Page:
Why does this insert statement laugh at me?

This works:

$sql_50 = "CREATE TABLE #tmp_Results
	(
		id	int IDENTITY,
		dec_PercentageCompleted decimal(10,2) 
	)";
$mssql_stmt_50=$mssql_pdo->query($sql_50);

$dec_percentage=.2;

$mssql_stmt_11=$mssql_pdo->prepare("insert into #tmp_Results (dec_PercentageCompleted) VALUES (:dec_percentage)");

$mssql_stmt_11->bindValue(':dec_percentage', $dec_percentage,  PDO::PARAM_INT);

$mssql_stmt_11->execute();


echo "done";

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And might I say, it took forever to figure out how to get a decimal to be inserted without getting an error, but, unfortunately, I've got some other data that needs to be inserted. So, while the above milestone was a breakthrough, the party was shorlived because when I do this:

$sql_50 = "CREATE TABLE #tmp_Results
	(
		id	int IDENTITY,
		str_ProjectName varchar(150),
		dec_PercentageCompleted decimal(10,2) 
	)";
$mssql_stmt_50=$mssql_pdo->query($sql_50);

$project_name="Project List";
$dec_percentage=.2;

$mssql_stmt_11=$mssql_pdo->prepare("insert into #tmp_Results (str_ProjectName, dec_PercentageCompleted) VALUES (':project_name', :dec_percentag')");

$mssql_stmt_11->bindValue(':project_name', $project_name, PDO::PARAM_STR);
$mssql_stmt_11->bindValue(':dec_percentage', $dec_percentage,  PDO::PARAM_INT);

$mssql_stmt_11->execute();


echo "done";

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I get this error:

Fatal error: Uncaught exception 'PDOException' with message 'SQLSTATE[HY093]: Invalid parameter number: number of bound variables does not match number of tokens' in /var/www/html/testsite/c0gusb1/pdo_sql_test.php:71 Stack trace: #0 /var/www/html/testsite/c0gusb1/pdo_sql_test.php(71): PDOStatement->execute() #1 {main} thrown in /var/www/html/testsite/c0gusb1/pdo_sql_test.php on line 71

What do I need to change?
Bruce GustPHP DeveloperAsked:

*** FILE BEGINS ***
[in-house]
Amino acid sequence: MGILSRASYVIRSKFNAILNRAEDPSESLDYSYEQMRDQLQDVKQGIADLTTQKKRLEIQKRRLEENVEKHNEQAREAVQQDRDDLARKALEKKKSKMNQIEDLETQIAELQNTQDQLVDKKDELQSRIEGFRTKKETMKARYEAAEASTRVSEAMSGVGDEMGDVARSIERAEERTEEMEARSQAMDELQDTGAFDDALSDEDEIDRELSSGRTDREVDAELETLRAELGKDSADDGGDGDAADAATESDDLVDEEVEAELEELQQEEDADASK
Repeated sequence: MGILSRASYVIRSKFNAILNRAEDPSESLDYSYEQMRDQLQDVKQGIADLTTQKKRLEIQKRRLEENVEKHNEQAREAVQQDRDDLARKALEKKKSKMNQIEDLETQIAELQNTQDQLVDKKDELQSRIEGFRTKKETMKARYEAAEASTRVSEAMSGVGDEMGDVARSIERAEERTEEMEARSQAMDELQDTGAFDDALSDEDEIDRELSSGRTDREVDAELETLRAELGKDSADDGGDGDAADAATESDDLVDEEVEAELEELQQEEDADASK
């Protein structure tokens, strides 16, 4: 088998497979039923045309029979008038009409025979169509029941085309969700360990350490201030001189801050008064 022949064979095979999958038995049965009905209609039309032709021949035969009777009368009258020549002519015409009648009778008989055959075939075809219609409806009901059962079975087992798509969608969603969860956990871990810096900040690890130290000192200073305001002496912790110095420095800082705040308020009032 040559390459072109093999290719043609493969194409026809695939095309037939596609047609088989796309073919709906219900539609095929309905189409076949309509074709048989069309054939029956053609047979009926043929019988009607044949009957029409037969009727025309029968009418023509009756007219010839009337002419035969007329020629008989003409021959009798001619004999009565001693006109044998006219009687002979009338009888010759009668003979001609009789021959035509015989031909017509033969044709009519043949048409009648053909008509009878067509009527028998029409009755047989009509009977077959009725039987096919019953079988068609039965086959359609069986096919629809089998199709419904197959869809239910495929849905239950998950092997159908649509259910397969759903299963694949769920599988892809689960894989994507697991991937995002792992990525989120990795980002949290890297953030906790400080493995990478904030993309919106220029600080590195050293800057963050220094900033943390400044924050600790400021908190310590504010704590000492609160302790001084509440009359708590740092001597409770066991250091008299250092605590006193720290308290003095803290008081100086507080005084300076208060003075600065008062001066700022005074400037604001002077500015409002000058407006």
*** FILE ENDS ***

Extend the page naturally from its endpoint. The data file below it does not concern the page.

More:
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Dan CraciunIT ConsultantCommented:
$mssql_stmt_11=$mssql_pdo->prepare("insert into #tmp_Results (str_ProjectName, dec_PercentageCompleted) VALUES (':project_name', :dec_percentage')");

You are missing an e...
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Brian TaoSenior Business Solutions ConsultantCommented:
And you're having an extra trailing ' for :dec_percentage in $mssql_stmt_11
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Bruce GustPHP DeveloperAuthor Commented:
First off, I fixed the obvious mistakes as far as the trailing "'" and the missing "e" in "percentage." When I saw those errors, I was hoping it was something that obvious that was causing me troubles. However embarassing it might be to overlook something that obvious, at this point, I just want to smell the aroma of success.

So, I made those changes and I got the exact same error. Here's the corrected code, just so we can both be certain Bruce isn't missing something obvious:

$project_name="Project List";
$dec_percentage=.2;

$mssql_stmt_11=$mssql_pdo->prepare("insert into #tmp_Results (str_ProjectName, dec_PercentageCompleted) VALUES (':project_name', :dec_percentage)");

$mssql_stmt_11->bindValue(':project_name', $project_name, PDO::PARAM_STR);
$mssql_stmt_11->bindValue(':dec_percentage', $dec_percentage,  PDO::PARAM_INT);

$mssql_stmt_11->execute();


echo "done";

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Notice, I'm definining "$dec_percentage=.2;" without the double quotes and I'm leaving the single ticks of ":dec_percentage" in my sql statement thinking that this is approproate since it's an integer value and that's what worked the one time I was able to insert a decimal value without an error.

But despite that seemingly being in place in a way that would gaurantee a positive outcome, PLUS having fixed the errors y'all saw, I'm still getting the same error message.

Where am I blowing it?
0
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Slick812Commented:
Not sure this will help here, But as memory serves, the period in PHP has a special code syntax proportion, and whenever I use any numeric "decimals"  I Always use a Zero like -